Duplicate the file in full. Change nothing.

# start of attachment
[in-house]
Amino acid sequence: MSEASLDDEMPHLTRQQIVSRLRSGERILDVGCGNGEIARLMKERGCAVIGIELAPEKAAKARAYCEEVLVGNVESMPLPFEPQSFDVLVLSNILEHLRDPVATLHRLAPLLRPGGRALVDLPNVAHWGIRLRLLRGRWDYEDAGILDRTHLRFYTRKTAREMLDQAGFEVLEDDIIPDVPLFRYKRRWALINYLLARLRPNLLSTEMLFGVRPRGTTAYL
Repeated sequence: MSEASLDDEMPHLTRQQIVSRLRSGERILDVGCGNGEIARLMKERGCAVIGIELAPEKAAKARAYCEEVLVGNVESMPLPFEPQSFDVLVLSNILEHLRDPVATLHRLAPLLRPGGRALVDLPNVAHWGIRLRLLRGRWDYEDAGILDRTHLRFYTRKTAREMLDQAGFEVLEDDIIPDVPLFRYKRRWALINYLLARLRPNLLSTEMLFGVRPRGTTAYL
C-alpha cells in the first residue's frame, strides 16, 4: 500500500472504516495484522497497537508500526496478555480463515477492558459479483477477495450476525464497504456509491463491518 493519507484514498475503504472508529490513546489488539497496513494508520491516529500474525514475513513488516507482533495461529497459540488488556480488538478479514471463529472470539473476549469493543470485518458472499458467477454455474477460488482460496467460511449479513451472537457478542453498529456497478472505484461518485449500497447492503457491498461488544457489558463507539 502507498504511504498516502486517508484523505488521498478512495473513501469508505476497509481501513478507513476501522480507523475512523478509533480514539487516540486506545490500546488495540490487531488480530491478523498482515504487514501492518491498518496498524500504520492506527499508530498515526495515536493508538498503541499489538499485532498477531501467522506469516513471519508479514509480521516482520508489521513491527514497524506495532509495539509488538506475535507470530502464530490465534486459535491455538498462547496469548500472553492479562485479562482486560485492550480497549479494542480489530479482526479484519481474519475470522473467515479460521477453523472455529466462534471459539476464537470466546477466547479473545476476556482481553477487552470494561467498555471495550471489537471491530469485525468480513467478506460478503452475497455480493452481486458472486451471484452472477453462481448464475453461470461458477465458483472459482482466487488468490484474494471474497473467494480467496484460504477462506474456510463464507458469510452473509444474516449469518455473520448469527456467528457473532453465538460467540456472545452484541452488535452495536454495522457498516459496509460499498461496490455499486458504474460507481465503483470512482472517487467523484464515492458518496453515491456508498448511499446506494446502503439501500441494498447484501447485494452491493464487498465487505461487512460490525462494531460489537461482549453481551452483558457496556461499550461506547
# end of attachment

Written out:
[in-house]
Amino acid sequence: MSEASLDDEMPHLTRQQIVSRLRSGERILDVGCGNGEIARLMKERGCAVIGIELAPEKAAKARAYCEEVLVGNVESMPLPFEPQSFDVLVLSNILEHLRDPVATLHRLAPLLRPGGRALVDLPNVAHWGIRLRLLRGRWDYEDAGILDRTHLRFYTRKTAREMLDQAGFEVLEDDIIPDVPLFRYKRRWALINYLLARLRPNLLSTEMLFGVRPRGTTAYL
Repeated sequence: MSEASLDDEMPHLTRQQIVSRLRSGERILDVGCGNGEIARLMKERGCAVIGIELAPEKAAKARAYCEEVLVGNVESMPLPFEPQSFDVLVLSNILEHLRDPVATLHRLAPLLRPGGRALVDLPNVAHWGIRLRLLRGRWDYEDAGILDRTHLRFYTRKTAREMLDQAGFEVLEDDIIPDVPLFRYKRRWALINYLLARLRPNLLSTEMLFGVRPRGTTAYL
C-alpha cells in the first residue's frame, strides 16, 4: 500500500472504516495484522497497537508500526496478555480463515477492558459479483477477495450476525464497504456509491463491518 493519507484514498475503504472508529490513546489488539497496513494508520491516529500474525514475513513488516507482533495461529497459540488488556480488538478479514471463529472470539473476549469493543470485518458472499458467477454455474477460488482460496467460511449479513451472537457478542453498529456497478472505484461518485449500497447492503457491498461488544457489558463507539 502507498504511504498516502486517508484523505488521498478512495473513501469508505476497509481501513478507513476501522480507523475512523478509533480514539487516540486506545490500546488495540490487531488480530491478523498482515504487514501492518491498518496498524500504520492506527499508530498515526495515536493508538498503541499489538499485532498477531501467522506469516513471519508479514509480521516482520508489521513491527514497524506495532509495539509488538506475535507470530502464530490465534486459535491455538498462547496469548500472553492479562485479562482486560485492550480497549479494542480489530479482526479484519481474519475470522473467515479460521477453523472455529466462534471459539476464537470466546477466547479473545476476556482481553477487552470494561467498555471495550471489537471491530469485525468480513467478506460478503452475497455480493452481486458472486451471484452472477453462481448464475453461470461458477465458483472459482482466487488468490484474494471474497473467494480467496484460504477462506474456510463464507458469510452473509444474516449469518455473520448469527456467528457473532453465538460467540456472545452484541452488535452495536454495522457498516459496509460499498461496490455499486458504474460507481465503483470512482472517487467523484464515492458518496453515491456508498448511499446506494446502503439501500441494498447484501447485494452491493464487498465487505461487512460490525462494531460489537461482549453481551452483558457496556461499550461506547